Who had time for the Olympics?

Technology strongly influenced the way we viewed the 2014 Winter Olympics. Photo Courtesy of ABC Sports.
Technology strongly influenced the way we viewed the 2014 Winter Olympics. Photo Courtesy of ABC Sports.

Disclaimer: The opinions expressed in these articles do not necessarily represent those of Maryville College or the Highland Echo staff.

Today, people are more connected to what’s going on in the world than we ever have been before. I can pull out my phone and FaceTime my friend in Florida, then I can check how well my IBM stock is doing right this minute.

Just kidding, I’m not mature enough to have stock in IBM yet. My stock’s in LEGO.

But thanks to technology we now know as soon as our teachers do when school is closed, because we get an email, phone call and text alerts all within the span of a minute.

Then I can tweet about it (#snowday #sledding #dresswarm), because this is the information age.

In this current era of news at our fingertips, I was interested to see how we would adapt to a classic event like the Olympics being held on the other side of the world when we can find out what’s happening instantly on the Internet.

Surely, this being the 22nd Olympic Winter Games, the event would operate like a well-oiled machine.

But, then again, Russia was hosting.

Before the opening ceremonies, the headlines for Sochi had practically already been written: How would Russia treat homosexuals? Were all countries still going to be participate? Would the athletes survive the Olympic Village? And who in their right mind thought a beachside city on the southern point of Russia should host the Winter Olympics?

For the most part, NBC did a great job of broadcasting the event. They focused on the hard work it took to get to Sochi by doing plenty of features that told the athletes’ respective stories.

During the day, they aired team events and others that were too “boring” to reserve for primetime, and primetime featured the popular events, as well as figure skating.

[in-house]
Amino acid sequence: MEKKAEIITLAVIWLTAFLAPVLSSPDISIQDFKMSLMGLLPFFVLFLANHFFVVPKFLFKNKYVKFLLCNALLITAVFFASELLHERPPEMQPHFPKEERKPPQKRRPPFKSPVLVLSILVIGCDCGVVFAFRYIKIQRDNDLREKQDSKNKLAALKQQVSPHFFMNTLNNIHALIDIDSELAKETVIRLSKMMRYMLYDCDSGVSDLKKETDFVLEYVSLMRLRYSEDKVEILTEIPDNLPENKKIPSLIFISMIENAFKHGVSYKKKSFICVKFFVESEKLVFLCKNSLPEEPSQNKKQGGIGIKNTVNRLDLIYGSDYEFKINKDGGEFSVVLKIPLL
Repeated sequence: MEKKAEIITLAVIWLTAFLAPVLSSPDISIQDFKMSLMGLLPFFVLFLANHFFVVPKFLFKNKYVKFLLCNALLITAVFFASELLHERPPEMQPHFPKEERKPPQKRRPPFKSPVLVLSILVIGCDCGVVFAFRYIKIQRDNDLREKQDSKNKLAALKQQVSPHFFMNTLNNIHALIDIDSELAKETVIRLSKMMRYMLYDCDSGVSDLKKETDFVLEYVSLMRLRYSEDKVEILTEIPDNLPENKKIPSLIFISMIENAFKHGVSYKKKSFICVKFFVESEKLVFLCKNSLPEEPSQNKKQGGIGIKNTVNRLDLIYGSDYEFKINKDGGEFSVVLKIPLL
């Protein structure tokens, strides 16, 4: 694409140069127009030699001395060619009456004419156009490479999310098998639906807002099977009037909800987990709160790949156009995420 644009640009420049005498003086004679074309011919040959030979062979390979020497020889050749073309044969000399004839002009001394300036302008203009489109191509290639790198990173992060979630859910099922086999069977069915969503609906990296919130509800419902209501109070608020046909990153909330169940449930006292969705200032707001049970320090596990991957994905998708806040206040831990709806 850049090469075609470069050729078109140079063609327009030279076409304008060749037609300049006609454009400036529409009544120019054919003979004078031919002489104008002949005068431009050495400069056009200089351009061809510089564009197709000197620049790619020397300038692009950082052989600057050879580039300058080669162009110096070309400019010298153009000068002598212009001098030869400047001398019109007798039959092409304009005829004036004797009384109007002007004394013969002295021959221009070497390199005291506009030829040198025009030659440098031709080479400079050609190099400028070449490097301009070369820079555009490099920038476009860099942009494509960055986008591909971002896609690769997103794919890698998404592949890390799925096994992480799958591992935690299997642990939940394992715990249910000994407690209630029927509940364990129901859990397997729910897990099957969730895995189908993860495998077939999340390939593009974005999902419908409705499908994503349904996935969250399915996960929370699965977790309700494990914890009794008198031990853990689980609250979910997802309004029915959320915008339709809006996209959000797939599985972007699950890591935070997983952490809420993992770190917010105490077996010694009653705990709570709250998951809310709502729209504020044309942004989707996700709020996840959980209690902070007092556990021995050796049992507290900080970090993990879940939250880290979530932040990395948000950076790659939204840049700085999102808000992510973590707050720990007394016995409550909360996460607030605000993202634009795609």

I applaud NBC for allowing the Sochi games to create their own headlines, like the Dutch dominance in speed skating, the return of Jamaica Bobsledding, the best dressed individuals at the ceremonies and Bob Costas’ pink eye(s).

NBC also tried to adapt to all the latest technology in covering the events.

Unfortunately, this is where the problems with Sochi arise. Maryville is nine hours behind Sochi, so a lot of the live events happened early in the day.

Live streaming was available for all events from NBC’s website and phone app, which meant I could still watch the men’s hockey games from class (sorry about that again, professors).

Despite this technology, as an audience, we were at the mercy of our own ignorance to the broadcast delay, our daytime plans and NBC’s preferences in events. It was hard to know exactly when to tune in to watch my favorite skiing events like long jump and half pipe.

But what this also meant was the results of pre-recorded events aired in primetime were readily available on the Internet.

When big news happened, like when Shaun White failed to medal, everyone connected to social media knew about it well before it made it to primetime.

At that point, whether Americans figured out the broadcast was taped, or because our golden boy crashed out in snowboarding’s biggest event, it seemed the excitement of the games fizzled out. The rest of the games lost their aura, at least for me.

Furthermore, NBC exclusively held the rights to the footage, so the U.S.’s number one sports resource, ESPN, didn’t get to promote many events and couldn’t show highlights.The other main stations didn’t promote the Olympics, either. Instead, they only reacted to Sochi’s events.

Altogether, the Sochi Olympics wasn’t as much of a national event as Winter Olympics prior have been.

The whole country was seldom buzzing over an incredible individual performance, due in part to the fact that the big names failed to produce. Shaun White, Shoni Davis, Lindsey Vonn, Bode Miller and U.S. Hockey all left empty handed.

We saw the possibilities of how the U.S. can unite around a performance when our hockey team beat Russia in overtime and T.J. Oshie cemented his place in American lore.

However, that was a blessing more than a miracle since the U.S.A. was heartbroken by Canada three games later and destroyed by Finland in the bronze medal game.

Again, because of this, Sochi will be remembered by the viral images of the Olympic rings in the opening ceremony and Bob Costas’ eye.

But in today’s world, all of that is old news, anyway. I’ve got “House of Cards” to watch.

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